Should Lindros Be Hall-Bound?

The debate is on for the Hall of Fame’s Class of 2010. The 18-member selection committee is already ramping up plenty of discussion about who’ll be in the Hall this round, with names like Joe Nieuwendyk’s getting batted around with frequency.

Another name on the list is that of Eric Lindros.

Held to only 760 National Hockey League games because of injuries, Lindros is a controversial pick for the Hall of Fame. For some, he’s a shoe-in because he put together 86 career points and helped Team Canada to gold in 2002. For others, his shortened career and lack of a Stanley Cup put him on the outside looking in.

The pessimists will say that Lindros was hardly a model player. He came on the scene feuding with management types, making his presence felt in less-than-flattering ways. Lindros refused to report to the junior Sault Ste. Marie Greyhounds after being drafted and repeated the same treatment to the Quebec Nordiques after they picked him first in 1991.

But for some of those very management types, Lindros’ performance on the ice trumps anything he did or didn’t do off of it.

“Eric Lindros is a Hall of Famer,” said former NHL coach Jacques Demers. “There was a period of time when he was the best player in the NHL. He was dominating.”

Lindros has not many any public comments regarding possible Hall of Fame selection, but talk of Quebec and his attitude off the ice continues to bubble over in many hockey circles whenever his name is mentioned.

“I look at what a player accomplished on the ice,” said Demers. “I don’t hold a grudge. I can’t worry what people think that he didn’t go to Quebec City. He’s not Pete Rose. He didn’t disgrace the game. He was a dominating player – one of the best power forwards I’ve seen.”

The selection committee can pick up to four players, one official and one builder each year. This year will make history in that up to two women’s hockey players can be selected. There’s a considerable list of first-year eligibles this time out, with names like John LeClair, Peter Bondra, Tony Amonte, and Pierre Turgeon in the hunt.

There’s also the consideration that some overlooked players from other years will finally get their shot, like Doug Gimour or Pavel Bure.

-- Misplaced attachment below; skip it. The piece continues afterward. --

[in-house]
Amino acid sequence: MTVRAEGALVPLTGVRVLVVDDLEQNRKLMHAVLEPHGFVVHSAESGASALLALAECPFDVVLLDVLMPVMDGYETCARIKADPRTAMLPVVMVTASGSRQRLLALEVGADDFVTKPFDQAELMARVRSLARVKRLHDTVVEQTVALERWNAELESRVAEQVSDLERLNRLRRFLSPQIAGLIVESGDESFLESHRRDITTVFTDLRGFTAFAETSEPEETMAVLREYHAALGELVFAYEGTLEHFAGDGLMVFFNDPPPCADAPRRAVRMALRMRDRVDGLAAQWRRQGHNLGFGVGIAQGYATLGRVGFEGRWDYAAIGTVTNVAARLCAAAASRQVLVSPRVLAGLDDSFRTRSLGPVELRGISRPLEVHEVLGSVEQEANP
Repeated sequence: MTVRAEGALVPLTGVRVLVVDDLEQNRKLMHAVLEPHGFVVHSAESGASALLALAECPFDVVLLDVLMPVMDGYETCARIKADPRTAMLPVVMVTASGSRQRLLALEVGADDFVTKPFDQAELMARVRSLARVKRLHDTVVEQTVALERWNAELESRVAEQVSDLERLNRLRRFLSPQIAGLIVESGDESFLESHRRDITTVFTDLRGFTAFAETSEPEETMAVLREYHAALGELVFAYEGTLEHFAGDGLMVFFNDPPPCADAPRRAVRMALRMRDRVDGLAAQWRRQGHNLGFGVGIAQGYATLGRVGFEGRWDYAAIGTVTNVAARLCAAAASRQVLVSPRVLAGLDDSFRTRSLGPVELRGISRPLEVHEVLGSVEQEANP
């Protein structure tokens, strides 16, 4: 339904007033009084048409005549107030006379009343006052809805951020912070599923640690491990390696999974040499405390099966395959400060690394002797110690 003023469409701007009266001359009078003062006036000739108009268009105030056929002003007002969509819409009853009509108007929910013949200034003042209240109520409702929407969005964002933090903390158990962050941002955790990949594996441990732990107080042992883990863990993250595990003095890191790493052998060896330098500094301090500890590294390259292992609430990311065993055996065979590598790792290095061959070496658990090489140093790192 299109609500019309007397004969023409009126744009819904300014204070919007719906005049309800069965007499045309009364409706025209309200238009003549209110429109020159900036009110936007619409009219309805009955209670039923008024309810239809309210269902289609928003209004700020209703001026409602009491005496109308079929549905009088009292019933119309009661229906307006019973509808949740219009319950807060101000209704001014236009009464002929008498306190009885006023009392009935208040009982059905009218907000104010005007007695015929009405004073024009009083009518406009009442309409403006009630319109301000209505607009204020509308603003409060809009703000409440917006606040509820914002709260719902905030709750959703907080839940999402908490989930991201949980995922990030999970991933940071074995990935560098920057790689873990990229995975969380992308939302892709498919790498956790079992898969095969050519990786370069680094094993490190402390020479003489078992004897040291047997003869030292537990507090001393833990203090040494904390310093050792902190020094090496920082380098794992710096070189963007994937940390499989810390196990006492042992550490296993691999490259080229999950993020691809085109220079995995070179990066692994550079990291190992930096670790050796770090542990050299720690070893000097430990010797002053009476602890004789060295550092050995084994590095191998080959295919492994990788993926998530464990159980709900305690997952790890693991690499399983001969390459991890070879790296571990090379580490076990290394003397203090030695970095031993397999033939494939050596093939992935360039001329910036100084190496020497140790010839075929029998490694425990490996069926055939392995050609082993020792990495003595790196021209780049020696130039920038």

The question of Lindros’ inclusion in the Hall becomes more controversial when one considers some of the players outside of it that aren’t in yet. Still, as short as Lindros’ career might have been and as difficult a human being he might have been off the ice, it’s hard to argue with the fact that he was a clearly dominant player.

Whether that dominance is Hall-worthy is, of course, another story.

Posted by Jordan Richardson.

Published by HockeyDraft.ca

The leading fantasy hockey pool website. Check out us at http://hockeydraft.ca/

3 thoughts on “Should Lindros Be Hall-Bound?

  1. Eric Lindros should be a shoe in for the Hall of fame.
    He did so many things that can’t be forgotten.
    First I will point out some of his short comings and then I will give my reasons for his Automatic Hall of fame induction

    First of all he did rub people the wrong way right from the start, he was young and arrogant, and was that good so he felt that he was justified in his decisions.
    I guess in all fairness that is common thread in many athletes, but it is what it is.
    Both John Elway and Steve Francis refused to play for the team they were drafted by. It wasn’t good, but those were the choices made.
    There were probably many other situations like this where people just forgot it happen. Come to think of it I wonder how many prospects would be willing to sign with Edmonton. They were horrible enough last year now with Tom Renney as the bench boss it will get much worse.
    Now Eric after he snubbed the Sault & Quebec he had that dark cloud hovering over him throughout his whole career.
    Sadly Eric felt having his dad as his agent made sense that was a big mistake as obviously having a buffer to work between the player and the team makes the most sense.
    The relationship with Bobby Clarke the Flyers organization and some of his teammates was a stormy one and Eric was forever under the spotlight.